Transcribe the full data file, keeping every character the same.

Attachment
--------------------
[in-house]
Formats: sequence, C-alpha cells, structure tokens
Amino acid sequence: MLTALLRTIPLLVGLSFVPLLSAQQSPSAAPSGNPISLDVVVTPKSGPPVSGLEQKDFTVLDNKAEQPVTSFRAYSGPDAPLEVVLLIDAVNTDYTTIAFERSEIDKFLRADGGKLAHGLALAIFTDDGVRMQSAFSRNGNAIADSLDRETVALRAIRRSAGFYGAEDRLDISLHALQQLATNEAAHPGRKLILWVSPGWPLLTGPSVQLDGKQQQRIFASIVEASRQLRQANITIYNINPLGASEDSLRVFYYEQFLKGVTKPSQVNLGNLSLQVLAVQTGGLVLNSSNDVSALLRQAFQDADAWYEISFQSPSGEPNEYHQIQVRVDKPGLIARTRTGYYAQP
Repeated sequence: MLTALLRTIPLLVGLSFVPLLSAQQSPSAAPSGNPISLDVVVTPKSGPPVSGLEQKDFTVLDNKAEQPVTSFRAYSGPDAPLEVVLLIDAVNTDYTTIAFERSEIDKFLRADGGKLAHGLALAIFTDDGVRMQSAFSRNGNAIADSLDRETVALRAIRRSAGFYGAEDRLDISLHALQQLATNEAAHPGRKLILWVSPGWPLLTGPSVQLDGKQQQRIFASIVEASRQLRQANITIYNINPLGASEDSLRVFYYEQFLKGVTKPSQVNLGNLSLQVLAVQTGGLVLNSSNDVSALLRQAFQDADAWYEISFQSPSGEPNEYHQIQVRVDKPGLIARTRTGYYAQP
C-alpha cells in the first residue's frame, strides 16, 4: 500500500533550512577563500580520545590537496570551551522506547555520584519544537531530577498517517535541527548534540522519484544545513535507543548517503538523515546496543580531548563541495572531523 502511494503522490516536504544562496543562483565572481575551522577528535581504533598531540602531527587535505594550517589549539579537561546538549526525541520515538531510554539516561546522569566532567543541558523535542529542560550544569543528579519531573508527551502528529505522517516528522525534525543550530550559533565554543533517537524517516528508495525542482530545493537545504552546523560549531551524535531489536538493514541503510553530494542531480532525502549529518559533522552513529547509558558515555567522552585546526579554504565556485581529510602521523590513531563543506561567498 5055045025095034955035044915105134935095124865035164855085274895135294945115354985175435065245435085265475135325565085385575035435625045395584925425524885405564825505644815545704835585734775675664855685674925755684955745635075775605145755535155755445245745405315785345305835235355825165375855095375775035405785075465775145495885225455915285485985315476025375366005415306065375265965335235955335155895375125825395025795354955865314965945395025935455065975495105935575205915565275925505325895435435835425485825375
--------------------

[in-house]
Formats: sequence, C-alpha cells, structure tokens
Amino acid sequence: MLTALLRTIPLLVGLSFVPLLSAQQSPSAAPSGNPISLDVVVTPKSGPPVSGLEQKDFTVLDNKAEQPVTSFRAYSGPDAPLEVVLLIDAVNTDYTTIAFERSEIDKFLRADGGKLAHGLALAIFTDDGVRMQSAFSRNGNAIADSLDRETVALRAIRRSAGFYGAEDRLDISLHALQQLATNEAAHPGRKLILWVSPGWPLLTGPSVQLDGKQQQRIFASIVEASRQLRQANITIYNINPLGASEDSLRVFYYEQFLKGVTKPSQVNLGNLSLQVLAVQTGGLVLNSSNDVSALLRQAFQDADAWYEISFQSPSGEPNEYHQIQVRVDKPGLIARTRTGYYAQP
Repeated sequence: MLTALLRTIPLLVGLSFVPLLSAQQSPSAAPSGNPISLDVVVTPKSGPPVSGLEQKDFTVLDNKAEQPVTSFRAYSGPDAPLEVVLLIDAVNTDYTTIAFERSEIDKFLRADGGKLAHGLALAIFTDDGVRMQSAFSRNGNAIADSLDRETVALRAIRRSAGFYGAEDRLDISLHALQQLATNEAAHPGRKLILWVSPGWPLLTGPSVQLDGKQQQRIFASIVEASRQLRQANITIYNINPLGASEDSLRVFYYEQFLKGVTKPSQVNLGNLSLQVLAVQTGGLVLNSSNDVSALLRQAFQDADAWYEISFQSPSGEPNEYHQIQVRVDKPGLIARTRTGYYAQP
C-alpha cells in the first residue's frame, strides 16, 4: 500500500533550512577563500580520545590537496570551551522506547555520584519544537531530577498517517535541527548534540522519484544545513535507543548517503538523515546496543580531548563541495572531523 502511494503522490516536504544562496543562483565572481575551522577528535581504533598531540602531527587535505594550517589549539579537561546538549526525541520515538531510554539516561546522569566532567543541558523535542529542560550544569543528579519531573508527551502528529505522517516528522525534525543550530550559533565554543533517537524517516528508495525542482530545493537545504552546523560549531551524535531489536538493514541503510553530494542531480532525502549529518559533522552513529547509558558515555567522552585546526579554504565556485581529510602521523590513531563543506561567498 5055045025095034955035044915105134935095124865035164855085274895135294945115354985175435065245435085265475135325565085385575035435625045395584925425524885405564825505644815545704835585734775675664855685674925755684955745635075775605145755535155755445245745405315785345305835235355825165375855095375775035405785075465775145495885225455915285485985315476025375366005415306065375265965335235955335155895375125825395025795354955865314965945395025935455065975495105935575205915565275925505325895435435835425485825375